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We know Washington Nationals pitcher Stephen Strasburg throws hard. He can still bring his fastball in the mid-90s with movement.

Monday night his curveball was working, too.

"It's just funny how baseball works. I just remember how in L.A. I was really locked in in the bullpen. Curveball fell really good, and I went out there and it kind of lost me for a little bit," Strasburg said after the Nationals shut down the Cardinals 8-1. "Whereas today, curveball wasn't very good in the bullpen, but that's happened enough times that it kind of doesn't matter. It just showed itself pretty early in the game and was right where I wanted it to be."

But what really made the Cardinals look bad Monday was his changeup. Strasburg kept setting them up with his fastball, then kept pulling the string to strike them out.

"I think everything is off of your fastball," Strasburg said. "Mechanically, if you execute your fastball, it's really just a grip change. You're doing the same exact thing."

Does he actually have two different changeups?

"Sometimes I throw a good one, and sometimes I don't. I don't know. That's two different ones," he said. "I just kind of let it do its thing, just throw it like a fastball."

The speed differential is bad enough for hitters, but the bottom falls out of the good Strasburg change-up.

"For me, anybody that has a good change-up, their arm action is really good, and his was really good today," Nationals manager Dave Martinez said. "He has the same tempo as he does with his fastball, and the ball at the end just disappears, and he was really good. But I think, honestly, what made it really good today was his fastball, utilizing his fastball at the right moment made his change-up that much better."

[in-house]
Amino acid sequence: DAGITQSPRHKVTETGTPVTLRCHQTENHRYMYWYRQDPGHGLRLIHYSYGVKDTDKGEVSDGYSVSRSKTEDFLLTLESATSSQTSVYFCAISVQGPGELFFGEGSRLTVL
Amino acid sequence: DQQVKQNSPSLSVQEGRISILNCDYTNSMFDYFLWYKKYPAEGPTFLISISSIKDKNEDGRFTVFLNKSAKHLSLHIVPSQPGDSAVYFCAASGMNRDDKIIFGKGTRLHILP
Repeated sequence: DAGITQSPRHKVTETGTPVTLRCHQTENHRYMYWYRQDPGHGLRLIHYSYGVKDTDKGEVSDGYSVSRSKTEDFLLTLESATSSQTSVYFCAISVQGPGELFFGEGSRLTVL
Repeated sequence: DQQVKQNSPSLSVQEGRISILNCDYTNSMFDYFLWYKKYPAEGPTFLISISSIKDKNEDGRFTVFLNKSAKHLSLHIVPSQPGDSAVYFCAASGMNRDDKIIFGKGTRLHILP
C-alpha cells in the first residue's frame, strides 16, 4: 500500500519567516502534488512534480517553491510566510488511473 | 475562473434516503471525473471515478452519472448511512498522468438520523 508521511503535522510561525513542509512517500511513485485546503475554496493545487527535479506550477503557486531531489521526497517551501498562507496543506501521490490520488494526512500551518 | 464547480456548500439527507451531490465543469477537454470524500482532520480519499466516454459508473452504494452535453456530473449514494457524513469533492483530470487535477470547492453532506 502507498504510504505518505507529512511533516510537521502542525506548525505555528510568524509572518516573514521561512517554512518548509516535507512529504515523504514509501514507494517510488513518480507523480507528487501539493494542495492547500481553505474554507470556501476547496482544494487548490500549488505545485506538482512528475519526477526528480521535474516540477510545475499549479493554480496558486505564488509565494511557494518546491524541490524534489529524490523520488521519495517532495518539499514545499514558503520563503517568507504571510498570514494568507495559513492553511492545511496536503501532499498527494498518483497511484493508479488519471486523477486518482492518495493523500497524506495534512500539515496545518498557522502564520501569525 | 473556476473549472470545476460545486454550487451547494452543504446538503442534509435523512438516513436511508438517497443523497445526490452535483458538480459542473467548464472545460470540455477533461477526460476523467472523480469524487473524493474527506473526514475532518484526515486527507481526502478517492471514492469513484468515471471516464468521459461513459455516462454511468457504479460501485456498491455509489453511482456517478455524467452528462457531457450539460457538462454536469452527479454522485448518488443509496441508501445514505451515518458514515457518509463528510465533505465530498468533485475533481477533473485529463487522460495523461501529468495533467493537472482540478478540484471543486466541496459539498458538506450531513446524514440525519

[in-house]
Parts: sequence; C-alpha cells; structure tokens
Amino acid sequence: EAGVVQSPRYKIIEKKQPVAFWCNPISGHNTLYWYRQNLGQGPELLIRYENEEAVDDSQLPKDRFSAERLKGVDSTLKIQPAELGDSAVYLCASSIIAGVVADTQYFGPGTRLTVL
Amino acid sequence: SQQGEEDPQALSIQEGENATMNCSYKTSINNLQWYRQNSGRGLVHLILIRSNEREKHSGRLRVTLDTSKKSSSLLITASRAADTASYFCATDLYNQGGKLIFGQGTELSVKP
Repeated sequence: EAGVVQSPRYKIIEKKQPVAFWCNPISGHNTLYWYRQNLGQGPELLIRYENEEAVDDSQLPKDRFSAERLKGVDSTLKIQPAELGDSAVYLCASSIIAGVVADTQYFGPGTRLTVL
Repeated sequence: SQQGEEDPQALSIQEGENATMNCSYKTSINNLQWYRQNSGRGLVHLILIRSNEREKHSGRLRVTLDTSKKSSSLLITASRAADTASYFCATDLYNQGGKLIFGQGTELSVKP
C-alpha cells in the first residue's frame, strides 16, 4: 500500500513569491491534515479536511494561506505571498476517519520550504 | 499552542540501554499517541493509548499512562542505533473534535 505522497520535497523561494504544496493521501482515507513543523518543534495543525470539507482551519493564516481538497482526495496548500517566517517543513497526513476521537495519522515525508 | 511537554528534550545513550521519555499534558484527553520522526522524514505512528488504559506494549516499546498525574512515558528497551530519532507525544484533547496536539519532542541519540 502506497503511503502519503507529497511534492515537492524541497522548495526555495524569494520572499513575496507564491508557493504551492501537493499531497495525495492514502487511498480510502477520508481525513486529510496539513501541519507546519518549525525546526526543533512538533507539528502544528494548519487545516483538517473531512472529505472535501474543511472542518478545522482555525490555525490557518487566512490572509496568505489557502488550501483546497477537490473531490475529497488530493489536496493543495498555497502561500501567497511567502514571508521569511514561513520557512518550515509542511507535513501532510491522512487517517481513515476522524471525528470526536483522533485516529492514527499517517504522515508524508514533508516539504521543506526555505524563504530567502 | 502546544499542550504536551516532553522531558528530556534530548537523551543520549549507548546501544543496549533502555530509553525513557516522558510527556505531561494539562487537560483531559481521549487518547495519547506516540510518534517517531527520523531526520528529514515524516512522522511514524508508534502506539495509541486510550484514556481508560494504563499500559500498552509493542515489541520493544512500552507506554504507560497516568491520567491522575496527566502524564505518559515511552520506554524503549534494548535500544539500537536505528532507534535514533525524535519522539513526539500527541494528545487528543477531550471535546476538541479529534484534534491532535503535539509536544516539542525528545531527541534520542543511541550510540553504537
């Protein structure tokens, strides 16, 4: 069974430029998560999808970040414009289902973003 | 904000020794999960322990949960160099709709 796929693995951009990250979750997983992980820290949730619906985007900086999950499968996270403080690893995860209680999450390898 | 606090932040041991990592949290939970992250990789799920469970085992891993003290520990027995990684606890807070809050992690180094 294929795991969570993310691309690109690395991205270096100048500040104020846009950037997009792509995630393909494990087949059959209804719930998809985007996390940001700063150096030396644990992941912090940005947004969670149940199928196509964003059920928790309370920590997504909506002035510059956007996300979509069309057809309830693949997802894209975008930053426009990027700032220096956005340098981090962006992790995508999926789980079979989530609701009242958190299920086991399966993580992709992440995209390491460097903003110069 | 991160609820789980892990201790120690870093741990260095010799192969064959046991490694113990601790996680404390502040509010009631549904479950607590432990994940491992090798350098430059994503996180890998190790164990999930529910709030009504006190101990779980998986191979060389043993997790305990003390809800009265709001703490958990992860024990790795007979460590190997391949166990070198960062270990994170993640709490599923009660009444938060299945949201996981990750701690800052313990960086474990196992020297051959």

Writing for, R.J. Anderson had this take:

Strasburg reduced the National League Central champions in his usual devious ways. He overpowered them at times with a mid-90s fastball, stole strikes with his curveball, and sent them back to the dugout with arguably baseball's best changeup. (No offense to Luis Castillo or other candidates with worthy cambios.) To wit, Strasburg threw 36 changeups and coerced 12 swinging strikes on 22 swings -- or, to put it another way, the Cardinals were more likely to whiff than make contact when they offered at Strasburg's change.

What makes Strasburg's so effective? It starts with deception.

Scouts will tell anyone who asks that the key to the changeup is throwing it with the same arm speed and conviction as one would with a fastball. There's trust involved -- the pitcher has to believe their grip, the pressure they apply to the ball, and the batter's appetite for heat will do the rest.

Here is what folks are writing about the domination of Nationals pitchers and the futility of Cardinals hitters.